Near universal detection of alterations in CTNNB1 and Wnt pathway regulators in desmoid-type fibromatosis by whole-exome sequencing and genomic analysis.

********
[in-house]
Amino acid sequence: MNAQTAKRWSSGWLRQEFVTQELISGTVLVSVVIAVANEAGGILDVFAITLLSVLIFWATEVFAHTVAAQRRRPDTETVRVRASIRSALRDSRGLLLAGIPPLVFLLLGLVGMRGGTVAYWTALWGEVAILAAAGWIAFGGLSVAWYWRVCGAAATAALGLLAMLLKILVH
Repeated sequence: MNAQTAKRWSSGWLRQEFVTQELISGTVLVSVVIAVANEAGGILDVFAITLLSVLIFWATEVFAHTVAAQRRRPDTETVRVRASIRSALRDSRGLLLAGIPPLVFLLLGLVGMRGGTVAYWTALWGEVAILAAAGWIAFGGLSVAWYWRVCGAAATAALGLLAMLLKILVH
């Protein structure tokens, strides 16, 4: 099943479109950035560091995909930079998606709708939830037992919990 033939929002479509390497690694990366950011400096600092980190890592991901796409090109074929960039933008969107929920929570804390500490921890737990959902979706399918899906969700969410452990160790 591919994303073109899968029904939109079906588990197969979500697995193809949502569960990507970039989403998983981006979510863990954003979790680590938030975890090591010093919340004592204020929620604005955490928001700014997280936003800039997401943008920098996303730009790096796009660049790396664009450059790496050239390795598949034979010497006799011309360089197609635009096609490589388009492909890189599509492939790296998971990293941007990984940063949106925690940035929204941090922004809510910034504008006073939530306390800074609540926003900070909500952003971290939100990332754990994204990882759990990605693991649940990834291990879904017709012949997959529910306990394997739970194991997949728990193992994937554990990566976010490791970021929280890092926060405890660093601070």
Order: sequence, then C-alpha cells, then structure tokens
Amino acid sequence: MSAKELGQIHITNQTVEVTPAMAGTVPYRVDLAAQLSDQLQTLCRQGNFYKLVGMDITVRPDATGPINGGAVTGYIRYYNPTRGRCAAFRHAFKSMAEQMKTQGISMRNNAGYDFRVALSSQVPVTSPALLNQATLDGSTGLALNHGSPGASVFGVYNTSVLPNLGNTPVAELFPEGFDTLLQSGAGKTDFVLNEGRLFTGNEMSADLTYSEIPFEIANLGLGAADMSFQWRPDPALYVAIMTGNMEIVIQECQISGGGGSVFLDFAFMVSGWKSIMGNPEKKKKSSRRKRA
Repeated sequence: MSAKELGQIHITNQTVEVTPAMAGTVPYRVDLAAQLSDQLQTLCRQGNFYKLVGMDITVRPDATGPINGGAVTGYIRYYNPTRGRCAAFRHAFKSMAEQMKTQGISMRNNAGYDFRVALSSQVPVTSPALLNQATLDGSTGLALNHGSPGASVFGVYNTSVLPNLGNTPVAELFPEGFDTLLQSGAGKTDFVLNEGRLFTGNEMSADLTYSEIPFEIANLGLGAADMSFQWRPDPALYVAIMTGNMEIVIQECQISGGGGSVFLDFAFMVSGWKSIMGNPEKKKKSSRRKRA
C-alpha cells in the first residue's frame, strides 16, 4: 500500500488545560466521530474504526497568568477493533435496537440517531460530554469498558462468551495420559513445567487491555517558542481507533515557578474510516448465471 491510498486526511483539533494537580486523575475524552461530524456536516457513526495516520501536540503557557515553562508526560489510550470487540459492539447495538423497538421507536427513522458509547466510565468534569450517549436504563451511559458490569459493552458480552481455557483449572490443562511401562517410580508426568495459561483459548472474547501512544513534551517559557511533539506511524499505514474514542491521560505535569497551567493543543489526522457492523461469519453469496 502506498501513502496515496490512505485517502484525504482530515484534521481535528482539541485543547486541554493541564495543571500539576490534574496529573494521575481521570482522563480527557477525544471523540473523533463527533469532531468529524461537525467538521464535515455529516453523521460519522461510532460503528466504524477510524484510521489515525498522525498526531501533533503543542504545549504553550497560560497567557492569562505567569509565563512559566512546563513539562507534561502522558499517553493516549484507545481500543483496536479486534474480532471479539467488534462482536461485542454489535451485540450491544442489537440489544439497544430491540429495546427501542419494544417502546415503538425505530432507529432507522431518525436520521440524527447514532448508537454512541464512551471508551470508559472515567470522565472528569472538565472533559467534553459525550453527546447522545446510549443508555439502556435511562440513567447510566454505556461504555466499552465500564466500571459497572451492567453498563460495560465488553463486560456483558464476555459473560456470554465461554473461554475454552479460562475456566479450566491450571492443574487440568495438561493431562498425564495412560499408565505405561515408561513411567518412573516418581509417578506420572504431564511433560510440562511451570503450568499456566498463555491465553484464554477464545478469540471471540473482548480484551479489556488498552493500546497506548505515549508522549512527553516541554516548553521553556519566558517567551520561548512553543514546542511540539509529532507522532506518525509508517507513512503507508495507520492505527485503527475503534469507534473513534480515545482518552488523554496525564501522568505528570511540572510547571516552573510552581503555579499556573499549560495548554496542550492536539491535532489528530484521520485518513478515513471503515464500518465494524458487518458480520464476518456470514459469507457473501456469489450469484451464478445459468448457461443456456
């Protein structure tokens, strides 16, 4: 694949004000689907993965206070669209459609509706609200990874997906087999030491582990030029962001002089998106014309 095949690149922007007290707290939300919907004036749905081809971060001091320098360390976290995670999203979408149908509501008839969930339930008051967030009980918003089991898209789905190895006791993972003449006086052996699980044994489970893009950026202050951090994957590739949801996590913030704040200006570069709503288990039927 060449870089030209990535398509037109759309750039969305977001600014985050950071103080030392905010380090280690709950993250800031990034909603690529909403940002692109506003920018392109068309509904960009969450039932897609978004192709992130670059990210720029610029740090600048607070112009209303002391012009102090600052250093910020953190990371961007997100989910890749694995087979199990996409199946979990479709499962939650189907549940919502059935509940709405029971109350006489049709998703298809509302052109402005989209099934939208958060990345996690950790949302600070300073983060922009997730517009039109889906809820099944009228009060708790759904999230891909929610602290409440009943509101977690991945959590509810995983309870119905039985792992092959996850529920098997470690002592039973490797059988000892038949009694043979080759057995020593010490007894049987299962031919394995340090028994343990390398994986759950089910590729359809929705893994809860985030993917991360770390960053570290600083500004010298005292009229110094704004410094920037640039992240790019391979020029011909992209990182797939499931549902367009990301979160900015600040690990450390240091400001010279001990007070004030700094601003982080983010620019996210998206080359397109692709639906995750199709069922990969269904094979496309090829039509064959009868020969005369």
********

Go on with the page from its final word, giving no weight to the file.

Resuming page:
CTNNB1 mutations or APC abnormalities have been observed in ∼85% of desmoids examined by Sanger sequencing and are associated with Wnt/β-catenin activation. We sought to identify molecular aberrations in “wild-type” tumors (those without CTNNB1 or APC alteration) and to determine their prognostic relevance. CTNNB1 was examined by Sanger sequencing in 117 desmoids; a mutation was observed in 101 (86%) and 16 were wild type. Wild-type status did not associate with tumor recurrence. Moreover, in unsupervised clustering based on U133A-derived gene expression profiles, wild-type and mutated tumors clustered together. Whole-exome sequencing of eight of the wild-type desmoids revealed that three had a CTNNB1 mutation that had been undetected by Sanger sequencing. The mutation was found in a mean 16% of reads (vs. 37% for mutations identified by Sanger). Of the other five wild-type tumors sequenced, two had APC loss, two had chromosome 6 loss, and one had mutation of BMI1. The finding of low-frequency CTNNB1 mutation or APC loss in wild-type desmoids was validated in the remaining eight wild-type desmoids; directed miSeq identified low-frequency CTNNB1 mutation in four and comparative genomic hybridization identified APC loss in one. These results demonstrate that mutations affecting CTNNB1 or APC occur more frequently in desmoids than previously recognized (111 of 117; 95%), and designation of wild-type genotype is largely determined by sensitivity of detection methods. Even true CTNNB1 wild-type tumors (determined by next-generation sequencing) may have genomic alterations associated with Wnt activation (chromosome 6 loss/BMI1 mutation), supporting Wnt/β-catenin activation as the common pathway governing desmoid initiation.


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